by Anny Lee and Christie Arnold
Engagement begins with the heart. Until we are rooted in a lifestyle of prayer, understanding, and resolve, our engagement will be short-lived, ineffectual, or both. Once we are grounded in a pursuit of purity and justice, however, every one of us can have an impact in helping victims and ending the scourge of trafficking women and girls for sex.
Here are 10 practical engagement points for individuals or groups:
1. Develop accountability in your own life as a way of modeling the purity and integrity needed to oppose commercial sexual exploitation and reduce demand for the trafficking of women and girls into pornography and prostitution. Sign up for Covenant Eyes to begin online accountability today.
2. Inform others about sex trafficking, sexual exploitation, and the harms of pornography. Don’t be silent. Ask questions. Open up conversations. Post or forward links to information and organizations. “Open your mouth for the mute, for the rights of all who are destitute” (Proverbs 31:8).
3. Connect locally with organizations and churches who are combating sex trafficking. Visit the Rescue & Restore website to find contact information for anti-trafficking groups in your area, or contact pureHOPE for assistance in locating groups or churches in your area.
4. Organize a group to pray about the issue, start a Bible study, or take action (such as ministering to performers at strip clubs). Start a campus chapter to focus on the issue.
5. Host an event to raise awareness and funds. Organize a screening of a film such as The Candy Shop or put on a jewelry party featuring articles made by sex trafficking survivors; visit DestinyRescue.org or InHisImageDesigns.org for more info.
6. Stay informed by researching the issue and staying abreast of recent news. Review the State Department’s annual Trafficking in Persons Report. Initiate a Google alert for all news articles about “sex trafficking.”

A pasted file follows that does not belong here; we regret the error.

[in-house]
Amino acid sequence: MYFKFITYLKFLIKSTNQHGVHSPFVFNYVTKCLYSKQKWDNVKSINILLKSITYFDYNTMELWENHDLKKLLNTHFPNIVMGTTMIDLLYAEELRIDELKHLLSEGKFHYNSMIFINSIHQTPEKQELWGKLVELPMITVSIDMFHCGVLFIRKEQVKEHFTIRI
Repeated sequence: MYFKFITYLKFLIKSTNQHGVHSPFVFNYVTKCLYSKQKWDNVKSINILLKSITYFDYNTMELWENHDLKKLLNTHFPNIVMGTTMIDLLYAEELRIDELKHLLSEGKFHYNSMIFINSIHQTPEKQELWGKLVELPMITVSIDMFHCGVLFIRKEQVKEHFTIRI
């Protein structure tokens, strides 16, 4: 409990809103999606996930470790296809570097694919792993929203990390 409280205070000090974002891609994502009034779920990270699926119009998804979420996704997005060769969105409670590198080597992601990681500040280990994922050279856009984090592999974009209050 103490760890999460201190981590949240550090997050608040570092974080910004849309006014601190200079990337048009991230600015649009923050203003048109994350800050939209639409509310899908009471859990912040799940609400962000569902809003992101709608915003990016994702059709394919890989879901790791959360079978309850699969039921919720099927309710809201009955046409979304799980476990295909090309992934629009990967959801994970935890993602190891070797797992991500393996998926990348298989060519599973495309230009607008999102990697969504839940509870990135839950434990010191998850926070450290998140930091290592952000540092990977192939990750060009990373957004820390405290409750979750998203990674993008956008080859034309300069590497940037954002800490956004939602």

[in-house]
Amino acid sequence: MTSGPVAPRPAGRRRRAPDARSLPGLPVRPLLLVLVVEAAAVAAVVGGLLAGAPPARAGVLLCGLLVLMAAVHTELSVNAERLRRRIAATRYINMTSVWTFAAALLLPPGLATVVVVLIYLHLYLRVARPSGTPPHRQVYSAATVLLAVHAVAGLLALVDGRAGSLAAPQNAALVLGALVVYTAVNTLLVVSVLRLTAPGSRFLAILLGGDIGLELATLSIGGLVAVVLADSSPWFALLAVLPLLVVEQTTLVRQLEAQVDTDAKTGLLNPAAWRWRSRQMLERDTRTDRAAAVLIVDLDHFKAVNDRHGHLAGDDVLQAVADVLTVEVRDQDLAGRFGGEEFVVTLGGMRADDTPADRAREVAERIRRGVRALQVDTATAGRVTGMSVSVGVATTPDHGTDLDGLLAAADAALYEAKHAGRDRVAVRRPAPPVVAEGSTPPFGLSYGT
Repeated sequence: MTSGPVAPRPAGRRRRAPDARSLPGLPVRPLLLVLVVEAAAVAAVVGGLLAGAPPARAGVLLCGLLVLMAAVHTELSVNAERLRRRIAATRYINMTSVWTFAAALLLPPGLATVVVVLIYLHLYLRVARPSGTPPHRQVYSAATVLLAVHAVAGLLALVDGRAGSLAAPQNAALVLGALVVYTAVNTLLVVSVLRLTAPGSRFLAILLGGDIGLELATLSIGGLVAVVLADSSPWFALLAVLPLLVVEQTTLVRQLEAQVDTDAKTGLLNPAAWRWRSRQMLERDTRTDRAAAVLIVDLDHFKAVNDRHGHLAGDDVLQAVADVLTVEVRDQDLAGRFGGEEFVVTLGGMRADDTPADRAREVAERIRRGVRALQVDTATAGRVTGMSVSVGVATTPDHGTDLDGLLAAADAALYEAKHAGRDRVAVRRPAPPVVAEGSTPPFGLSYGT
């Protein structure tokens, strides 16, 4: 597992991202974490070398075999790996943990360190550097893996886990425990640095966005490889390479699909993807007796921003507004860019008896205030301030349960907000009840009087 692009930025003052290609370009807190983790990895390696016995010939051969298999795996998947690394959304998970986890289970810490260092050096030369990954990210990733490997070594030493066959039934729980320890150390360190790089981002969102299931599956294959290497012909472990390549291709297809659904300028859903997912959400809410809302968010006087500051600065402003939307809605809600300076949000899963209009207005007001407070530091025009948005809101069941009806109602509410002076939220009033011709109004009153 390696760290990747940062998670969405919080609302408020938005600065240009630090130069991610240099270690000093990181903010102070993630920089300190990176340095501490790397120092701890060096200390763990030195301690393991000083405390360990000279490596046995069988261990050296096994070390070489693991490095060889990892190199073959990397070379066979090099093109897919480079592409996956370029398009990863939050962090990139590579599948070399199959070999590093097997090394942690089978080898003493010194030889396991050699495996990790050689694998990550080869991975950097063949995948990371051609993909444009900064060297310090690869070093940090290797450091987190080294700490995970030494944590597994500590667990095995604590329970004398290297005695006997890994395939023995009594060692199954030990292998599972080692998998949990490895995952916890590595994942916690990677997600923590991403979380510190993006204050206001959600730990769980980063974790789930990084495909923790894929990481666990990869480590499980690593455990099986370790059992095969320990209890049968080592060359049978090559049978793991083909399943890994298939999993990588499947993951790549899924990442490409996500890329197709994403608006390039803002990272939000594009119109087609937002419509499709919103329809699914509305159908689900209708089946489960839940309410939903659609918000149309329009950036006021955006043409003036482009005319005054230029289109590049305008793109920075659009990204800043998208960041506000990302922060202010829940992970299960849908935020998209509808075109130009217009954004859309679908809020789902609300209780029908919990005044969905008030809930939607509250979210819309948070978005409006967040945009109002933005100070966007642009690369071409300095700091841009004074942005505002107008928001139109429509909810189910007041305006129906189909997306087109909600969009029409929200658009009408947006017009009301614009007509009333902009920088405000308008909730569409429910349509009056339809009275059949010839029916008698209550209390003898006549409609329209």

7. Read books on the issue, perhaps in the context of a book club. Some recommended titles include Renting Lacy by Linda Smith, Girls Like Us by Rachel Lloyd, The Johns by Victor Malarek, Wired for Intimacy by William Struthers, Good News About Injustice by Gary Haugen, The Slave Next Door by Kevin Bales and Ron Soodalter.
8. Advocate for change. Email, write, call or visit your local legislators, state representatives, congresspersons, senators, and other elected officials to advocate for stronger anti-trafficking laws and make them aware that fighting sex trafficking in your community is important to you. Visit PolarisProject.org for guidance.
9. Donate to organizations opposing sex trafficking, pornography, and other forms of exploitation.
10. Sponsor a child who has be rescued from sex slavery. Visit DestinyRescue.org to learn more.
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Han Eol (“Anny”) Lee is a junior majoring in Public Policy and minoring in Sociology at the College of William and Mary. She served as a pureJUSTICE intern during the summer of 2011. She is involved with International Justice Mission, Reformed University Fellowship, and Building Tomorrow.
Christie Arnold is a senior at the University of North Carolina at Chapel Hill. She is majoring in International Studies with a minor in Social and Economic Justice. She is passionate about fighting against sex trafficking and was a 2011 pureJUSTICE intern.